Global productivity distribution and trade liberalisation: evidence from processed food industries
In this study, we test the hypothesis that an industry's average productivity increases with liberalised trade in the context of processed food industries. Furthermore, we examine the resulting cross-country resource and market share reallocation in these industries. For this purpose, we employ a kernel density estimator to approximate the global productivity distribution in five major processed food industries for every period between 1993 and 2000. We find that the mean and alternative percentiles of the global productivity distribution shift to the right with liberalised international trade. Moreover, countries with faster productivity growth than the global average benefit from trade liberalisation by acquiring a larger share of global markets and resources. Oxford University Press and Foundation for the European Review of Agricultural Economics 2009; all rights reserved. For permissions, please email firstname.lastname@example.org, Oxford University Press.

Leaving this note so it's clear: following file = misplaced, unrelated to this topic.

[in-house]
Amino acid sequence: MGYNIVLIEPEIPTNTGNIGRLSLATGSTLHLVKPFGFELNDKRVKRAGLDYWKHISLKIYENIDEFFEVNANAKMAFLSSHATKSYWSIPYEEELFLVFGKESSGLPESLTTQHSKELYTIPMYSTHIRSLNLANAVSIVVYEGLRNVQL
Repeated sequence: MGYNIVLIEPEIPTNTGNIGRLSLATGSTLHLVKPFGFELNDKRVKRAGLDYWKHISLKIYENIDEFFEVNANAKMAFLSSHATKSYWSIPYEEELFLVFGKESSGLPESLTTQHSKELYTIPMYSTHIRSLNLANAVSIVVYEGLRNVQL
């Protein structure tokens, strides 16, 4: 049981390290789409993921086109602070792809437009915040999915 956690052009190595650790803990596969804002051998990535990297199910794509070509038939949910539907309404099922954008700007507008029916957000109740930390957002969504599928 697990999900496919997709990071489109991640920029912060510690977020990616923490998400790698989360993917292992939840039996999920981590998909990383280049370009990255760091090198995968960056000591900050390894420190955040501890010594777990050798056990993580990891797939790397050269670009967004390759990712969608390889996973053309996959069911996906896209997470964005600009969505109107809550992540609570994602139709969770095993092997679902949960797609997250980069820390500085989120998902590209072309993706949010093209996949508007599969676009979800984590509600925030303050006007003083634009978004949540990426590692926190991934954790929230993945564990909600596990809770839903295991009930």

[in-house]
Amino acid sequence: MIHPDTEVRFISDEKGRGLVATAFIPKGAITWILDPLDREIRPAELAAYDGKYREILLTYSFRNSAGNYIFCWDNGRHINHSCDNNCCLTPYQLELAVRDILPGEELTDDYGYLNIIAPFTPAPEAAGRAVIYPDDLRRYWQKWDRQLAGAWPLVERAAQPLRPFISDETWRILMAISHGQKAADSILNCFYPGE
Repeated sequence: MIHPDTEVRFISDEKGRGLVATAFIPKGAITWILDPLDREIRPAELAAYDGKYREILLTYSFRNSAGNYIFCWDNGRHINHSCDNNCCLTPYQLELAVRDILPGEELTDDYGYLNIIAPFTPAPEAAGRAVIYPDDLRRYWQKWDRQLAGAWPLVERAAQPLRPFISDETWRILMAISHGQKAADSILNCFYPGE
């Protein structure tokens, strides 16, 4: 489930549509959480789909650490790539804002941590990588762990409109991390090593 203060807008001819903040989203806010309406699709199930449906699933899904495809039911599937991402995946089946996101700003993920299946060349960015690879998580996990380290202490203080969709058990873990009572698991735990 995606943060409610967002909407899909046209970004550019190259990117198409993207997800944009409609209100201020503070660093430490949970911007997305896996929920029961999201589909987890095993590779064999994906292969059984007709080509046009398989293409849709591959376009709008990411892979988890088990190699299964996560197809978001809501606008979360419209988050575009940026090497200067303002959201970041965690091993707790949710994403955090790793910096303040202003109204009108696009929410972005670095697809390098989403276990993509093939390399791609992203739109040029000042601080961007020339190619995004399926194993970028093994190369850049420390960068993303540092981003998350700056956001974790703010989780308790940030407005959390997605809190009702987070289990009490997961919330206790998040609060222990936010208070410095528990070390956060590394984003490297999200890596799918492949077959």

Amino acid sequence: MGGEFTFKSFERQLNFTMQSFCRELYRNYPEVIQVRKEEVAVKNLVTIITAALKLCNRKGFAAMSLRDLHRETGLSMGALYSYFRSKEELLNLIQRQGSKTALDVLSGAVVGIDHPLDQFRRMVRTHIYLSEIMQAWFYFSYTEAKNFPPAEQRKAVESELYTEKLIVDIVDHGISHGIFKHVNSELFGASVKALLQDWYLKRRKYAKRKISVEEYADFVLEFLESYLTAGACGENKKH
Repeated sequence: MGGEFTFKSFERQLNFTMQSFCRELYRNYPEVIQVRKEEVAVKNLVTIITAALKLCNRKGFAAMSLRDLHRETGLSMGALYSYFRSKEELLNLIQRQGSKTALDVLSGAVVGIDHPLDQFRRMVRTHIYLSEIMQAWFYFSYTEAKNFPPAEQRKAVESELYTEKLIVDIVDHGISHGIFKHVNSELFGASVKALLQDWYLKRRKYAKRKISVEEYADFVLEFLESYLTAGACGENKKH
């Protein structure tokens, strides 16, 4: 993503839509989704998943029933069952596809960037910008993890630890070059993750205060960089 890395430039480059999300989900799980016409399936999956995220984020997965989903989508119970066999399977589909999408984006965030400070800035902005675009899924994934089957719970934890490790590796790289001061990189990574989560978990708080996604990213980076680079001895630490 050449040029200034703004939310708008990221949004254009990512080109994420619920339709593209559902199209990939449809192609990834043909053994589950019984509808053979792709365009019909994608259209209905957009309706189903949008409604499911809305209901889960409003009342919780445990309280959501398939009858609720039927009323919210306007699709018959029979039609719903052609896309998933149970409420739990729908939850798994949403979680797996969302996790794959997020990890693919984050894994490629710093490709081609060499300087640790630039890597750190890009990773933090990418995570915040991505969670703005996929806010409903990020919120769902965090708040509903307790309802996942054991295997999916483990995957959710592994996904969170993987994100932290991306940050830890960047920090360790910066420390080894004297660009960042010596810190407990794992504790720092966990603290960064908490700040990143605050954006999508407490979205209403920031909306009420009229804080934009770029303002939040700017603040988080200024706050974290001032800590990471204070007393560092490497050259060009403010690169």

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Volume (Year): 35 (2008)
Issue (Month): 4 (December)
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